INSTEAD of beginning the New Year as a single, united Malaysian nation, churches have been attacked in a series of orchestrated acts of violence. Such acts render the 1Malaysia concept pure rhetoric. The police and the prime minister have promised swift action against the perpetrators. However, the government has made too many empty promises in the past for me to take their promises seriously.
When our Prime Minister Datuk Seri Najib Razak came into power, he promised a vibrant and free media. Instead, the media was strapped in a tighter straitjacket than before, through such incidents as the arrest of press freedom advocate Wong Chin Huat, and the Malaysian Communication and Multimedia Commission (MCMC)’s attempted censorship of news portal Malaysiakini‘s videos on the cow-head protest.
Although freedom of religion is a basic human right of all Malaysians, as enshrined in the the Federal Constitution, that right has been violated time and time again. Bibles have been seized by customs arbitrarily; temples have been demolished without reason; bloody protests parading a cow’s head, a sacred animal to Hindus, were organised when a Hindu temple was relocated.
So, pray tell, how can I take any comfort in the government’s paper-thin reassurances to protect my rights, or even my very life as a Christian Malaysian citizen?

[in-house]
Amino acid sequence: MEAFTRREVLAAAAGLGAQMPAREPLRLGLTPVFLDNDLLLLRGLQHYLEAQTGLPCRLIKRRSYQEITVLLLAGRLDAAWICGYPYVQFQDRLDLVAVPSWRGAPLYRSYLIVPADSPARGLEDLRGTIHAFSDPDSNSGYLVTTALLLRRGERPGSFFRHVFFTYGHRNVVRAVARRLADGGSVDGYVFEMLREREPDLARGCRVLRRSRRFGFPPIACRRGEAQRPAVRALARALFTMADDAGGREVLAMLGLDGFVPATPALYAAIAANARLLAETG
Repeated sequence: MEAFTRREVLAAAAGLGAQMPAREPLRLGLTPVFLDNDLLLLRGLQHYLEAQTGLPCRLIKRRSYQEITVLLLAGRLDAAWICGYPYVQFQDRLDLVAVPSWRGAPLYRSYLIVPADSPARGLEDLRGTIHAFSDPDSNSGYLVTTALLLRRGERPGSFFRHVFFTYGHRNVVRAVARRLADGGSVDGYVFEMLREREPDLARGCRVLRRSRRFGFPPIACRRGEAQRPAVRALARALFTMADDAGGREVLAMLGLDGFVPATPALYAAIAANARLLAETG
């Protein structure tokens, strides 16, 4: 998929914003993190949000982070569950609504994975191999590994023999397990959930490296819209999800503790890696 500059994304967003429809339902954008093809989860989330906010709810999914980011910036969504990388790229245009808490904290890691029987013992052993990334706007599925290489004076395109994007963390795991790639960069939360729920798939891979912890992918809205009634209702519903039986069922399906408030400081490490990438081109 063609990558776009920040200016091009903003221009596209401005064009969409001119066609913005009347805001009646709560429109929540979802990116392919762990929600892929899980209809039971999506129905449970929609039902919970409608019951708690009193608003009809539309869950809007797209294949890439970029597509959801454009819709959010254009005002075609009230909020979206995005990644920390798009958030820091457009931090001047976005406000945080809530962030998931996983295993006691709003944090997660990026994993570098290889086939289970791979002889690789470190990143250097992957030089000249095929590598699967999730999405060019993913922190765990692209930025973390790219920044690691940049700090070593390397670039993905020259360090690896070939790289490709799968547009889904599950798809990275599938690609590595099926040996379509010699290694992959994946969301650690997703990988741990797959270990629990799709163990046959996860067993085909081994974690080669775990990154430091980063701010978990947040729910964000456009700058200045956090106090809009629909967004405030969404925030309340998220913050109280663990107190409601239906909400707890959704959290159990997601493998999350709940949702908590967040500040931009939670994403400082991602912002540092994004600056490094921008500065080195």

We have put up with continuous attacks that have eroded our freedom of religion long enough. The latest acts of terrorism against the Christian houses of God, designed to engineer fear and cow Malaysians into submission, cannot be tolerated. Calling racial and religious issues as “sensitive” is nothing but a despicable ploy to intensify fear and mass hysteria, so that giving up one’s right to freedom of religion seems like a better alternative to a nebulous threat of chaos and anarchy.
If Najib sincerely desires to craft a 1Malaysia that will last for generations, I challenge him to uphold the Federal Constitution and protect Christians’ and all Malaysians’ right to freely practise their own religion without fear.
I challenge him to promote open religious dialogue and discourse, instead of allowing incendiary demonstrations that favour the majority, so that religion can be discussed in a peaceful and civil manner.
I challenge him to practise transparency by exposing the political villains behind the orchestrated church bombings, and to bring them to justice.
Dare the prime minister take up these challenges to substantiate his promises with action?
11 Jan 2010